Affordable Access

Publisher Website

Characterization of some coal combustion solid residues

Authors
Journal
Fuel
0016-2361
Publisher
Elsevier
Publication Date
Volume
78
Issue
5
Identifiers
DOI: 10.1016/s0016-2361(98)00164-1
Keywords
  • Fluidized Beds
  • Coal Combustion
  • Ashes

Abstract

Abstract The solid combustion residues generated during fluidized bed coal combustion and pulverized coal differ as a result of different operating conditions. This paper summarizes a study carried out on the combustion residues arising from two types of fluidized bed combustors, both pressurized bubbling and atmospheric circulating (Escatron power plant and Ciemat pilot plant, respectively), and a pulverized coal power plant. The influence of the combustion system on the characteristics of the residues and the problems related to their disposal, from the point of view of leaching characteristics, were studied. The results show that the main components of the solid residues from fluidized bed coal combustion are those arising from the sulphation reaction and by-products of this reaction, while the inorganic constituents of coal are the main components from pulverized coal combustion residues. Resulting from this composition the most important components, as regards to concentration, are calcium and sulphate in the leachates from fluidized bed combustion residues, while the leachates from pulverised coal combustion residues contain only the elements from the mineral matter. One other interesting observation is the high concentration of free-lime in circulating fluidized bed combustion residues as compare to the pressurized bed combustion residues.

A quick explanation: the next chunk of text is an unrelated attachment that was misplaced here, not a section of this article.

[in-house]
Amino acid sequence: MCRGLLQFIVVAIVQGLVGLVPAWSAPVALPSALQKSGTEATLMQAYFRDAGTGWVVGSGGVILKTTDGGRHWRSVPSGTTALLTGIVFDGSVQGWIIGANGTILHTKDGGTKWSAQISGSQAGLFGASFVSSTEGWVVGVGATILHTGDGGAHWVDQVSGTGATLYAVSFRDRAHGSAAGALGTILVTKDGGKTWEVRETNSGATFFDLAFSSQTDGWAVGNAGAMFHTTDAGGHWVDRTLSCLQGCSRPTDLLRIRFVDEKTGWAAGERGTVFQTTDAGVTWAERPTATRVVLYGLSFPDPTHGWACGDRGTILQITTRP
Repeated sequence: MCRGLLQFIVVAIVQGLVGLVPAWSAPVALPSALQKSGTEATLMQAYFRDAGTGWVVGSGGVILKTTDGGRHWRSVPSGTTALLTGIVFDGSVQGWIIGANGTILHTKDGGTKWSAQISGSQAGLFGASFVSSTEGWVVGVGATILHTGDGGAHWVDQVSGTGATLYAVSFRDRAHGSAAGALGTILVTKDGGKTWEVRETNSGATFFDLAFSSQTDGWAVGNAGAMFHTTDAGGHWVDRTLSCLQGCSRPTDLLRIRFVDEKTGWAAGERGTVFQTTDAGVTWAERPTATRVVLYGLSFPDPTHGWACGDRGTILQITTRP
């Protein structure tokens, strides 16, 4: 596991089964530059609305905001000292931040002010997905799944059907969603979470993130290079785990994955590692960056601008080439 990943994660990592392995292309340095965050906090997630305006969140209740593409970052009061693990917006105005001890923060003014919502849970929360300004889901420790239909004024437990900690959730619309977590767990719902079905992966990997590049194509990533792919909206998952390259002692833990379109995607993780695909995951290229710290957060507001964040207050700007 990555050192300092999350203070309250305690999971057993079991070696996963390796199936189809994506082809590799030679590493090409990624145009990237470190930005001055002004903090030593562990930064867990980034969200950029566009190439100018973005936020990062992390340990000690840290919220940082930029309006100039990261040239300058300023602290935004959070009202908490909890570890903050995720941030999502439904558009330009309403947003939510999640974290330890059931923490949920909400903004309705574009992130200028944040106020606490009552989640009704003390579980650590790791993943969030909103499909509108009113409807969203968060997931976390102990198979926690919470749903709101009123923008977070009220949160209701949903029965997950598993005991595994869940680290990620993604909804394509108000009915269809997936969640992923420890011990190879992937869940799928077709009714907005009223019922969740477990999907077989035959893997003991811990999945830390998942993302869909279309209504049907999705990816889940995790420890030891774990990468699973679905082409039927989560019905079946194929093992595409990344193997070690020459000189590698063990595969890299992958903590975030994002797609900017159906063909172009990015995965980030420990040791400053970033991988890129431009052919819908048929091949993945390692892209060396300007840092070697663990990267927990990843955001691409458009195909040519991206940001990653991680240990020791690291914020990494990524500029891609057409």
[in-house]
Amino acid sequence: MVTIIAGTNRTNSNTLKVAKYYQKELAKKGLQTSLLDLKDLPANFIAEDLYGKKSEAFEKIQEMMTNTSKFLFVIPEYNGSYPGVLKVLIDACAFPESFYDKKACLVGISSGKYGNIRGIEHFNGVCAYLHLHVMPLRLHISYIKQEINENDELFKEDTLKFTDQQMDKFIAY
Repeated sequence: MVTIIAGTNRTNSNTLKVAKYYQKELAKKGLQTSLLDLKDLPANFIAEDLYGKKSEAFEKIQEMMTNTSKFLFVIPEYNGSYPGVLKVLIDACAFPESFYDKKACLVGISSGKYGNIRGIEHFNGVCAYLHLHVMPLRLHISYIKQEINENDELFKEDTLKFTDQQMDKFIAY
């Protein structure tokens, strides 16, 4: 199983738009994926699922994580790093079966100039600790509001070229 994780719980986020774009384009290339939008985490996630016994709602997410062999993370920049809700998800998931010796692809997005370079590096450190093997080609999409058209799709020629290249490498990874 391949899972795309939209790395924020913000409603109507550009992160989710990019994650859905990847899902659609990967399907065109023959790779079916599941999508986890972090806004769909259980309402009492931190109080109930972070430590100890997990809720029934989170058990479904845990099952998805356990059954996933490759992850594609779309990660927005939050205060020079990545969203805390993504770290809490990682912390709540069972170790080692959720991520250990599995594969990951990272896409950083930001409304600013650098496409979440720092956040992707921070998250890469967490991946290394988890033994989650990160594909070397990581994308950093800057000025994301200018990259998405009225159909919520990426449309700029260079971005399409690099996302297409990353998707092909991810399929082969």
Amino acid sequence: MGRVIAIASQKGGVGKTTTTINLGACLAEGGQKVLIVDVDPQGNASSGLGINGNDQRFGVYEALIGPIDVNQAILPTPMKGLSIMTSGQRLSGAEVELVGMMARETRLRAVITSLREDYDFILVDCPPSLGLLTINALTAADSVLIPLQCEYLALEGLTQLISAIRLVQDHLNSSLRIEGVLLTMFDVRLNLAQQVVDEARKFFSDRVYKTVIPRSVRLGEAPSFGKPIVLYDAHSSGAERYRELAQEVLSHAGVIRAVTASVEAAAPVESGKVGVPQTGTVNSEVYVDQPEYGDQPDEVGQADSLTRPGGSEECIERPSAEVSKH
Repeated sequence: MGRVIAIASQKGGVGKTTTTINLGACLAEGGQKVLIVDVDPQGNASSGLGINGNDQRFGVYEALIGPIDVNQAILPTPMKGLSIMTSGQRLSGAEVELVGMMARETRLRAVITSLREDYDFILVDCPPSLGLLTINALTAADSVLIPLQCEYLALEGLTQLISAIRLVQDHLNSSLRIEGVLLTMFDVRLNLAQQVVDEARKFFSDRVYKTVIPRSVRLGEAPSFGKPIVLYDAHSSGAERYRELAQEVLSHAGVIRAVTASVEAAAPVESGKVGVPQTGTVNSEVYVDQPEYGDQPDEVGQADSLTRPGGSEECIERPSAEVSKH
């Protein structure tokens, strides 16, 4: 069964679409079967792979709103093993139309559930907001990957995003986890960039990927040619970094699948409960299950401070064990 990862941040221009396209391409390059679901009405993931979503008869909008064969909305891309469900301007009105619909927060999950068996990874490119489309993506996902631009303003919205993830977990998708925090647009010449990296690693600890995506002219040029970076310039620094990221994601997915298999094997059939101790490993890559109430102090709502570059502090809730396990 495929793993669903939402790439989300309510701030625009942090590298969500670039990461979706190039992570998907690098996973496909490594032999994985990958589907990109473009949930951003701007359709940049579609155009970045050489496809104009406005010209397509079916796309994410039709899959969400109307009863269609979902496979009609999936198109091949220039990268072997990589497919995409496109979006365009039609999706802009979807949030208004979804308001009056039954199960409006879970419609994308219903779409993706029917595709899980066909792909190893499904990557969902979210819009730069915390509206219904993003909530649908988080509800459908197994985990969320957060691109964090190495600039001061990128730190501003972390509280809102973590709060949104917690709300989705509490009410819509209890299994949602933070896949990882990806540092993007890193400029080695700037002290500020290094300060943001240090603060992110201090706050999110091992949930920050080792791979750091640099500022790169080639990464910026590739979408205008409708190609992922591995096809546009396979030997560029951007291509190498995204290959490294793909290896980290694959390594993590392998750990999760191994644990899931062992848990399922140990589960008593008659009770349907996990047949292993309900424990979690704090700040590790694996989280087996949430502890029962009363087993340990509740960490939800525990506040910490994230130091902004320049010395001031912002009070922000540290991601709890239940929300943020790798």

There are no comments yet on this publication. Be the first to share your thoughts.

Statistics

Seen <100 times
0 Comments

More articles like this

The combustion of coal and some other solid fuels

on Proceedings of the Combustion... Jan 01, 2000

Possibilities of Utilizing Solid Residues from Pre...

on Cement and Concrete Research Jan 01, 1998

A study of aluminium, phosphorus and boron in coal...

on Fuel Processing Technology Jan 01, 1990
More articles like this..